Jesus, Lord of heaven and earth,

Lend your voices, lend your aid

To proclaim the Savior’s birth!

‘Angels We Have Heard on High,’ Mormon Tabernacle Choir from Christmas with the Mormon Tabernacle Choir

 

Angels We Have Heard On High’ (Version 2)

Words: Traditional French carol, “Les Anges dans nos Campagnes.” Translated from French to English by James Chadwick (1813-1882); Adaptation by Earl Marlatt, 1937

Music: “Gloria (Barnes),” an adaptation of the French carol melody “Les Anges dans nos Campagnes,” arranged by Edward Shippen Barnes.

 

Angels we have heard on high

Sweetly singing o’er the plains,

And the mountains in reply

Echoing their joyous strains.

 

Gloria, in excelsis Deo!

Gloria, in excelsis Deo!

 

Shepherds, why this jubilee?

Why your joyous strains prolong?

What the gladsome tidings be

Which inspire your heavenly song?

 

Come to Bethlehem and see

Him1 whose birth the angels sing;

Come, adore on bended knee,

Christ the Lord, the newborn King.

 

See Him in a manger laid,

Whom the choirs of angels praise;

Mary, Joseph, lend your aid,

While our hearts in love we raise.2

 

The 18th Century French carol “Les Anges dans nos Campagnes” has been the basis of numerous English carol translations:

“Angels O’er The Fields Were Singing” (Translation by George K. Evans, copyright 1963)

“Angels We Have Heard On High” (Version 1, James Chadwick, 1860)

“Angels We Have Heard On High” (Version 2, Marlatt, an adaptation of Chadwick, 1837)

“Angels, We Have Heard Your Voices” (Richard R. Terry, 1933)

“Bright Angel Hosts Are Heard On High” (A “Cornish Carol,” from Richard R. Chope, Carols for Use In Church, 1894; also printed by Rev. Charles L. Hutchins, Carols Old And Carols New, 1916.) Both tunes bear a strong resemblance to “Gloria,” an arrangement later created by Edward Shippen Barnes.

“Hearken All! What Holy Singing” (Translator Anonymous)

Others may merely share the tune, as is the case with:

“Angels From The Realms of Glory” (James Montgomery, 1816, as sung in Great Britain; more on this later)

“When The Crimson Sun Had Set” (Rev. G. P. Grandham, 1875, arrangement by Rev. S.S. Greathead)

“Shepherds In The Fields Abiding” (Translation of Quem vidistis, pastores by George Ratcliffe Woodward, 1910, using a “French or Flemish Melody,” which bears strong resemblance to “Gloria.”)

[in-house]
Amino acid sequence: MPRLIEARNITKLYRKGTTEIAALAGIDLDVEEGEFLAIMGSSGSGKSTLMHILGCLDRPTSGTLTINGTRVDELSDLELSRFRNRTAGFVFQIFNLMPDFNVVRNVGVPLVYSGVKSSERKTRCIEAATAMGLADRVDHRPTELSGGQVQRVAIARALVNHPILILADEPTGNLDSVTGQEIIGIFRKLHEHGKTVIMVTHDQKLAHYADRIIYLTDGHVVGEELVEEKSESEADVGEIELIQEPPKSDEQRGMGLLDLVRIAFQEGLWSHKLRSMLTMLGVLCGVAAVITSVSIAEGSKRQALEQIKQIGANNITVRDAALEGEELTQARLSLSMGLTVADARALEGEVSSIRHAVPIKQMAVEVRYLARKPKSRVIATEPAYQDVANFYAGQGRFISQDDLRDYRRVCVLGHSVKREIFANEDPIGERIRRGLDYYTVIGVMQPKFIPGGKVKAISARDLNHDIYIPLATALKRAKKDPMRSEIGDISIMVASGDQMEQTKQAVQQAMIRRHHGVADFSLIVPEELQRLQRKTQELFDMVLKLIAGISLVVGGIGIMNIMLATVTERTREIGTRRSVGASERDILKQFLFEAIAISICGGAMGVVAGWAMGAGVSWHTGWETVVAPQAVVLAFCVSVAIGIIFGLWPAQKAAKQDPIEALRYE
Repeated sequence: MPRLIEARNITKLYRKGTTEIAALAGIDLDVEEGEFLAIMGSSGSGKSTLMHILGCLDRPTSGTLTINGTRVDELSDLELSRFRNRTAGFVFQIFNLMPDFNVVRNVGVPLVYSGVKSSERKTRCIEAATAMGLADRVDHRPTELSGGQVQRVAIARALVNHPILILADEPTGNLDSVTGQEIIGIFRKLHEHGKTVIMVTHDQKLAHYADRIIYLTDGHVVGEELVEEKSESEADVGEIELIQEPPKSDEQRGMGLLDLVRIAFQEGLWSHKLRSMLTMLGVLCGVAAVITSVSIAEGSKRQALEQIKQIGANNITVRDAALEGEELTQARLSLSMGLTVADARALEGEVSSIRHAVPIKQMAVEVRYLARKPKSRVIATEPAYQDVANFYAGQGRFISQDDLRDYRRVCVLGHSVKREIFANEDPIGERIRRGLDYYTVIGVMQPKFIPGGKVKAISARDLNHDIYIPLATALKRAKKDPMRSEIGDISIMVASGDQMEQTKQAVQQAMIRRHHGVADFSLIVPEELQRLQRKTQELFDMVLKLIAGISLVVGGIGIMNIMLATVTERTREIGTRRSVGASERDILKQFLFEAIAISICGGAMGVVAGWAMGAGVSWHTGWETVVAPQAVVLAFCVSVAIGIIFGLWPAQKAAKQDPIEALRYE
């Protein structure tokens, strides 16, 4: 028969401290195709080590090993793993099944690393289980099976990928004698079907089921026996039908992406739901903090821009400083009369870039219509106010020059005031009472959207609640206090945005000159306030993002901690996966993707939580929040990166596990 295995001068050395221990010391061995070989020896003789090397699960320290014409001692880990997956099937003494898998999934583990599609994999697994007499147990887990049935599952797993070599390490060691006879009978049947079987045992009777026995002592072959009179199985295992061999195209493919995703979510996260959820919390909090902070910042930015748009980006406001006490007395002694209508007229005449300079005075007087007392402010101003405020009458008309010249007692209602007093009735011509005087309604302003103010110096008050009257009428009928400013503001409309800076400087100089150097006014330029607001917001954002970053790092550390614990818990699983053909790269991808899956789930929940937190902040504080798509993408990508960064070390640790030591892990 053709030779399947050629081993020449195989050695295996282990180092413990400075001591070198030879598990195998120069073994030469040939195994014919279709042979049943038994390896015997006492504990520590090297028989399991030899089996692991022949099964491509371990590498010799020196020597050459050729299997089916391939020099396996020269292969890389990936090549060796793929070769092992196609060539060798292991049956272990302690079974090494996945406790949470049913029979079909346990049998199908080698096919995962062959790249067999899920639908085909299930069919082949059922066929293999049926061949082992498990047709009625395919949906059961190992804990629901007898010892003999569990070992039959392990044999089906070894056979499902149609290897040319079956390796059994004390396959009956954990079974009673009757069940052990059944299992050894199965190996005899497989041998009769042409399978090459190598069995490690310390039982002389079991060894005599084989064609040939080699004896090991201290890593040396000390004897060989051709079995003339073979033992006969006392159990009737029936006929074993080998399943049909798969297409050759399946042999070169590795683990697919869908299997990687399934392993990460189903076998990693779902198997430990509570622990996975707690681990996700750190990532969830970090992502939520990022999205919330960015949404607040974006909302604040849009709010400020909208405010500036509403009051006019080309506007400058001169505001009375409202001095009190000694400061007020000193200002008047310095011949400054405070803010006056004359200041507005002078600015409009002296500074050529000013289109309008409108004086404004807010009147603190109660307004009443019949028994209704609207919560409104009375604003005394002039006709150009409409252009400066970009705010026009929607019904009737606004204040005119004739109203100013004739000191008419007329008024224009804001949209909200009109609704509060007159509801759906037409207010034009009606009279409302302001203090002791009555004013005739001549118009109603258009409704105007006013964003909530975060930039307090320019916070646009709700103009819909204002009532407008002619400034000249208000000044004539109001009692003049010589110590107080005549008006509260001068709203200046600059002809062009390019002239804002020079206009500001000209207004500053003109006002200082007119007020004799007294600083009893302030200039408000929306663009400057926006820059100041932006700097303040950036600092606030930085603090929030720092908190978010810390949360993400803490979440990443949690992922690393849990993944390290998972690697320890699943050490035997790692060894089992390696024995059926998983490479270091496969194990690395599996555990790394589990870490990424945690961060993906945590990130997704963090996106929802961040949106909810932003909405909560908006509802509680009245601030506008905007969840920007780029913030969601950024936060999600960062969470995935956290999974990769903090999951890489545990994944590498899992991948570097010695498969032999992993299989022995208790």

The editors of The New Oxford Book of Carols offer a good background on this carol and Les Anges (#195)

 

A posting by William C. Egan, Moderator, Christmas International Group at Yahoo.com, May 23, 2005:

 

French legend tells us that shepherds in the country’s southern hills

watching their flocks on Christmas Eve would call to each other

across the fields and hills, singing the words “gloria in excelsis

Deo,” Latin for “glory to God in the highest.”

 

The shepherds’ song, an imitation of the song of the angels as they announced the birth of Christ on the first Christmas Eve, came from a second-century Latin chorale made popular when Pope Telesphorus, the pontiff from 125 to 136, ordained that “gloria in excelsis Deo” be sung at midnight mass each Christmas Eve.

In France in 1855, the Latin refrain sung by the shepherds was joined to the text and tune we sing today to become “Angels We Have Heard On High.” The verses come from a French carol called “Les Anges dans nos Campagnes” and the music from a popular French song of the day.

 

***

 

 

‘In The Bleak Midwinter’

Alternate Title: ‘A Christmas Carol’

“In the Bleak Midwinter” was written by English poet Christina Georgina Rossetti (1830-1894) for inclusion in her 1904 collection, Poetical Works, where it was indicated to have been written before 1872. This text then gained great popularity when it was paired with “Cranham” in The English Hymnal, 1906. Written by composer Gustav Holst (1874-1934), “Cranham” was composed specifically for this text.